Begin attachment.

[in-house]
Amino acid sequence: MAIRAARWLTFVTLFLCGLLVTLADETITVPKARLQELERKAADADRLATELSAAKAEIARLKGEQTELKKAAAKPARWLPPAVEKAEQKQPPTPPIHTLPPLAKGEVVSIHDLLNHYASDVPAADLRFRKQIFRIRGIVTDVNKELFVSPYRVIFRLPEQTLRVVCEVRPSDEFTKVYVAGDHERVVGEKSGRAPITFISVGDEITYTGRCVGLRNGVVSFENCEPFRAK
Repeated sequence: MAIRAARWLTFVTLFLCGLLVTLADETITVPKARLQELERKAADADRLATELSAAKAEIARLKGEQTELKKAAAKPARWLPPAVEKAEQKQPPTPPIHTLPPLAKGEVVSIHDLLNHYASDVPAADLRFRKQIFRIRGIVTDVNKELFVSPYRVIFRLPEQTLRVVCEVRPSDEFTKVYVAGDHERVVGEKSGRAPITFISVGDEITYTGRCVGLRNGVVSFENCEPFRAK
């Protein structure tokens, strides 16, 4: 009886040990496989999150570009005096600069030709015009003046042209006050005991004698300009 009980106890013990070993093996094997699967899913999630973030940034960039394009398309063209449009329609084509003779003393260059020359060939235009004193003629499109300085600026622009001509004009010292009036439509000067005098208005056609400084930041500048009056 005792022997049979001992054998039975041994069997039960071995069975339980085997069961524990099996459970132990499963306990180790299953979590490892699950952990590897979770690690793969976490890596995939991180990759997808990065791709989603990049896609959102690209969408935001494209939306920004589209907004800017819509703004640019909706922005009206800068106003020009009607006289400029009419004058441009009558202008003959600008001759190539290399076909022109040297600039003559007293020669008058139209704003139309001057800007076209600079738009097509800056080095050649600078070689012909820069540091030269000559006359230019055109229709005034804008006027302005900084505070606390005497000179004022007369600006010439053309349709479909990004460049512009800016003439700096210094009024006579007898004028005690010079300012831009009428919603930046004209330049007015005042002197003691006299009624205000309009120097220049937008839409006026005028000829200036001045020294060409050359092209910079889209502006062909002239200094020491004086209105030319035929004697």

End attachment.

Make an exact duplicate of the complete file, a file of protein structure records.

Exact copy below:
[in-house]
Amino acid sequence: MAIRAARWLTFVTLFLCGLLVTLADETITVPKARLQELERKAADADRLATELSAAKAEIARLKGEQTELKKAAAKPARWLPPAVEKAEQKQPPTPPIHTLPPLAKGEVVSIHDLLNHYASDVPAADLRFRKQIFRIRGIVTDVNKELFVSPYRVIFRLPEQTLRVVCEVRPSDEFTKVYVAGDHERVVGEKSGRAPITFISVGDEITYTGRCVGLRNGVVSFENCEPFRAK
Repeated sequence: MAIRAARWLTFVTLFLCGLLVTLADETITVPKARLQELERKAADADRLATELSAAKAEIARLKGEQTELKKAAAKPARWLPPAVEKAEQKQPPTPPIHTLPPLAKGEVVSIHDLLNHYASDVPAADLRFRKQIFRIRGIVTDVNKELFVSPYRVIFRLPEQTLRVVCEVRPSDEFTKVYVAGDHERVVGEKSGRAPITFISVGDEITYTGRCVGLRNGVVSFENCEPFRAK
């Protein structure tokens, strides 16, 4: 009886040990496989999150570009005096600069030709015009003046042209006050005991004698300009 009980106890013990070993093996094997699967899913999630973030940034960039394009398309063209449009329609084509003779003393260059020359060939235009004193003629499109300085600026622009001509004009010292009036439509000067005098208005056609400084930041500048009056 005792022997049979001992054998039975041994069997039960071995069975339980085997069961524990099996459970132990499963306990180790299953979590490892699950952990590897979770690690793969976490890596995939991180990759997808990065791709989603990049896609959102690209969408935001494209939306920004589209907004800017819509703004640019909706922005009206800068106003020009009607006289400029009419004058441009009558202008003959600008001759190539290399076909022109040297600039003559007293020669008058139209704003139309001057800007076209600079738009097509800056080095050649600078070689012909820069540091030269000559006359230019055109229709005034804008006027302005900084505070606390005497000179004022007369600006010439053309349709479909990004460049512009800016003439700096210094009024006579007898004028005690010079300012831009009428919603930046004209330049007015005042002197003691006299009624205000309009120097220049937008839409006026005028000829200036001045020294060409050359092209910079889209502006062909002239200094020491004086209105030319035929004697």